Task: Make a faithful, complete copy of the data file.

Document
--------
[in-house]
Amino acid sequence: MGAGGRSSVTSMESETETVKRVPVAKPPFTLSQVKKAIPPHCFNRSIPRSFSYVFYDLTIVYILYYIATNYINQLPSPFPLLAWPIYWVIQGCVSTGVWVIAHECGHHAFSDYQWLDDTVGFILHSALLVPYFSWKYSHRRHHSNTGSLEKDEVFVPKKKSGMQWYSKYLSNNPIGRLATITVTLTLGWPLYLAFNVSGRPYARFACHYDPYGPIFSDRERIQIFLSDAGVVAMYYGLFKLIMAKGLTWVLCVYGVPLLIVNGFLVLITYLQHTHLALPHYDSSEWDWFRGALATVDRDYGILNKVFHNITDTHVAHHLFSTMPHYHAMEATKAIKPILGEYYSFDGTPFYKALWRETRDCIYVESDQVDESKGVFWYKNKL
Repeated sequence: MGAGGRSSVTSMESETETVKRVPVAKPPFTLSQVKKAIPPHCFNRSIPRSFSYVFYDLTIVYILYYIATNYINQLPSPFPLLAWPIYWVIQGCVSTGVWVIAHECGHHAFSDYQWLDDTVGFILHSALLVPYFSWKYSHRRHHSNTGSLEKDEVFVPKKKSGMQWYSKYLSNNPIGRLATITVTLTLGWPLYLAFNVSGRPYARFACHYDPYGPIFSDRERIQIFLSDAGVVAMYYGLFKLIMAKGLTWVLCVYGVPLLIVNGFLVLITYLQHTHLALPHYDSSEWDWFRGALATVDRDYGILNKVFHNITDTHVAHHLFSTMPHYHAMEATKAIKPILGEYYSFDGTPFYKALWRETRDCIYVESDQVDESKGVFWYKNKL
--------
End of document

[in-house]
Amino acid sequence: MGAGGRSSVTSMESETETVKRVPVAKPPFTLSQVKKAIPPHCFNRSIPRSFSYVFYDLTIVYILYYIATNYINQLPSPFPLLAWPIYWVIQGCVSTGVWVIAHECGHHAFSDYQWLDDTVGFILHSALLVPYFSWKYSHRRHHSNTGSLEKDEVFVPKKKSGMQWYSKYLSNNPIGRLATITVTLTLGWPLYLAFNVSGRPYARFACHYDPYGPIFSDRERIQIFLSDAGVVAMYYGLFKLIMAKGLTWVLCVYGVPLLIVNGFLVLITYLQHTHLALPHYDSSEWDWFRGALATVDRDYGILNKVFHNITDTHVAHHLFSTMPHYHAMEATKAIKPILGEYYSFDGTPFYKALWRETRDCIYVESDQVDESKGVFWYKNKL
Repeated sequence: MGAGGRSSVTSMESETETVKRVPVAKPPFTLSQVKKAIPPHCFNRSIPRSFSYVFYDLTIVYILYYIATNYINQLPSPFPLLAWPIYWVIQGCVSTGVWVIAHECGHHAFSDYQWLDDTVGFILHSALLVPYFSWKYSHRRHHSNTGSLEKDEVFVPKKKSGMQWYSKYLSNNPIGRLATITVTLTLGWPLYLAFNVSGRPYARFACHYDPYGPIFSDRERIQIFLSDAGVVAMYYGLFKLIMAKGLTWVLCVYGVPLLIVNGFLVLITYLQHTHLALPHYDSSEWDWFRGALATVDRDYGILNKVFHNITDTHVAHHLFSTMPHYHAMEATKAIKPILGEYYSFDGTPFYKALWRETRDCIYVESDQVDESKGVFWYKNKL